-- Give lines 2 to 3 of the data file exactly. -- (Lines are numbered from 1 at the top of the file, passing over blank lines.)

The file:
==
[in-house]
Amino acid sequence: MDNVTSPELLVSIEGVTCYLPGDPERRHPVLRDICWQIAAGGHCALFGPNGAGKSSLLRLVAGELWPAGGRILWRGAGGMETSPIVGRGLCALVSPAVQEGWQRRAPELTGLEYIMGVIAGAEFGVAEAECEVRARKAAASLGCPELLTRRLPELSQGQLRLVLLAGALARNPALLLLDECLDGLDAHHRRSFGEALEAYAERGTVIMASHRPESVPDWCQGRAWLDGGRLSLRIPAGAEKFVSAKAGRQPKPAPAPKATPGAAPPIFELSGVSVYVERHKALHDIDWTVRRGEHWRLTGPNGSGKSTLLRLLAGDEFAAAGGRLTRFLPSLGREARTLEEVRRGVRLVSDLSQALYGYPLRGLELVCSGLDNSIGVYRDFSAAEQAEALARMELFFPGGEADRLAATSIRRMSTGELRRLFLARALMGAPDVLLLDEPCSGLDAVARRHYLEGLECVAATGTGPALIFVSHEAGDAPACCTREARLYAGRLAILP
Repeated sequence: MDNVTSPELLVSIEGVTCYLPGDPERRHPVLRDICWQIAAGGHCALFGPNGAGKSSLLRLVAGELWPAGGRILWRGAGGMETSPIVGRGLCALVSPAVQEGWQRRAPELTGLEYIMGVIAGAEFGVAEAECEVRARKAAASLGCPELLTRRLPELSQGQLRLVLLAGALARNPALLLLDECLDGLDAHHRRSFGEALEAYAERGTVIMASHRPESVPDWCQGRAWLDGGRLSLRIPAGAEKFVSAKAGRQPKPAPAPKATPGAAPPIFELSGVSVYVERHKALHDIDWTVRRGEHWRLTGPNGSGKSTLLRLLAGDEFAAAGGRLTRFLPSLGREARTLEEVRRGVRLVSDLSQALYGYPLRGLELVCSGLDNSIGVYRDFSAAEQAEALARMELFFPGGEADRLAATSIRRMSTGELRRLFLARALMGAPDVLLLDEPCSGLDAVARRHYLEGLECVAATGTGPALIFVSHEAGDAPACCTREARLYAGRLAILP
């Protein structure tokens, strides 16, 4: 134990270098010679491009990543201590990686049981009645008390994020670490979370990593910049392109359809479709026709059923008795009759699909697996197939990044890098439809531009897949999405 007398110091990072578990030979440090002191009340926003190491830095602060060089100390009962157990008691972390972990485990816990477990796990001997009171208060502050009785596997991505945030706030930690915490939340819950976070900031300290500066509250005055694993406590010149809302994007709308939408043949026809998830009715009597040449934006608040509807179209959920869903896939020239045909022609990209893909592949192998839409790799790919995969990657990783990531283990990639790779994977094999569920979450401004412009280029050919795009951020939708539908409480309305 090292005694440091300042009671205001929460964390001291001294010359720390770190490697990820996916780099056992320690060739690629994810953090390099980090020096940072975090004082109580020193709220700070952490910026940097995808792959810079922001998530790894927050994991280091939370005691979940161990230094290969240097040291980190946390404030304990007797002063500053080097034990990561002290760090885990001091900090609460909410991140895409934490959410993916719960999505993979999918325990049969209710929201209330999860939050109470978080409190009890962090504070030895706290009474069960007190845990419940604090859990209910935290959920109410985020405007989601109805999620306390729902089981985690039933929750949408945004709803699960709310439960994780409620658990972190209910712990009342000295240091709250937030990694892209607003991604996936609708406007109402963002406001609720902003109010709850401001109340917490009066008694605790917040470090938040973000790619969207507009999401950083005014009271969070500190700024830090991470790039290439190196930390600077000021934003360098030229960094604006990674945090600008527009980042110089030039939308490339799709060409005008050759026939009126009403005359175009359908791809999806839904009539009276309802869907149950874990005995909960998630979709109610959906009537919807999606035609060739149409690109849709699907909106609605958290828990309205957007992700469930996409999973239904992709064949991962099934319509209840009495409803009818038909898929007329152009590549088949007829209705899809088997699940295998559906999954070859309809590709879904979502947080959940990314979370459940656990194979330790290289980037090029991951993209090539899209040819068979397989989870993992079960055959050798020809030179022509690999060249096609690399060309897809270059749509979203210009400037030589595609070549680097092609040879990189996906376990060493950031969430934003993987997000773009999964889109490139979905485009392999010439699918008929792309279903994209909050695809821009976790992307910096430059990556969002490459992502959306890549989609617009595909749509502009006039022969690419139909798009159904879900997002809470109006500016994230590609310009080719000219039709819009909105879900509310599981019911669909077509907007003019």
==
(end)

Amino acid sequence: MDNVTSPELLVSIEGVTCYLPGDPERRHPVLRDICWQIAAGGHCALFGPNGAGKSSLLRLVAGELWPAGGRILWRGAGGMETSPIVGRGLCALVSPAVQEGWQRRAPELTGLEYIMGVIAGAEFGVAEAECEVRARKAAASLGCPELLTRRLPELSQGQLRLVLLAGALARNPALLLLDECLDGLDAHHRRSFGEALEAYAERGTVIMASHRPESVPDWCQGRAWLDGGRLSLRIPAGAEKFVSAKAGRQPKPAPAPKATPGAAPPIFELSGVSVYVERHKALHDIDWTVRRGEHWRLTGPNGSGKSTLLRLLAGDEFAAAGGRLTRFLPSLGREARTLEEVRRGVRLVSDLSQALYGYPLRGLELVCSGLDNSIGVYRDFSAAEQAEALARMELFFPGGEADRLAATSIRRMSTGELRRLFLARALMGAPDVLLLDEPCSGLDAVARRHYLEGLECVAATGTGPALIFVSHEAGDAPACCTREARLYAGRLAILP
Repeated sequence: MDNVTSPELLVSIEGVTCYLPGDPERRHPVLRDICWQIAAGGHCALFGPNGAGKSSLLRLVAGELWPAGGRILWRGAGGMETSPIVGRGLCALVSPAVQEGWQRRAPELTGLEYIMGVIAGAEFGVAEAECEVRARKAAASLGCPELLTRRLPELSQGQLRLVLLAGALARNPALLLLDECLDGLDAHHRRSFGEALEAYAERGTVIMASHRPESVPDWCQGRAWLDGGRLSLRIPAGAEKFVSAKAGRQPKPAPAPKATPGAAPPIFELSGVSVYVERHKALHDIDWTVRRGEHWRLTGPNGSGKSTLLRLLAGDEFAAAGGRLTRFLPSLGREARTLEEVRRGVRLVSDLSQALYGYPLRGLELVCSGLDNSIGVYRDFSAAEQAEALARMELFFPGGEADRLAATSIRRMSTGELRRLFLARALMGAPDVLLLDEPCSGLDAVARRHYLEGLECVAATGTGPALIFVSHEAGDAPACCTREARLYAGRLAILP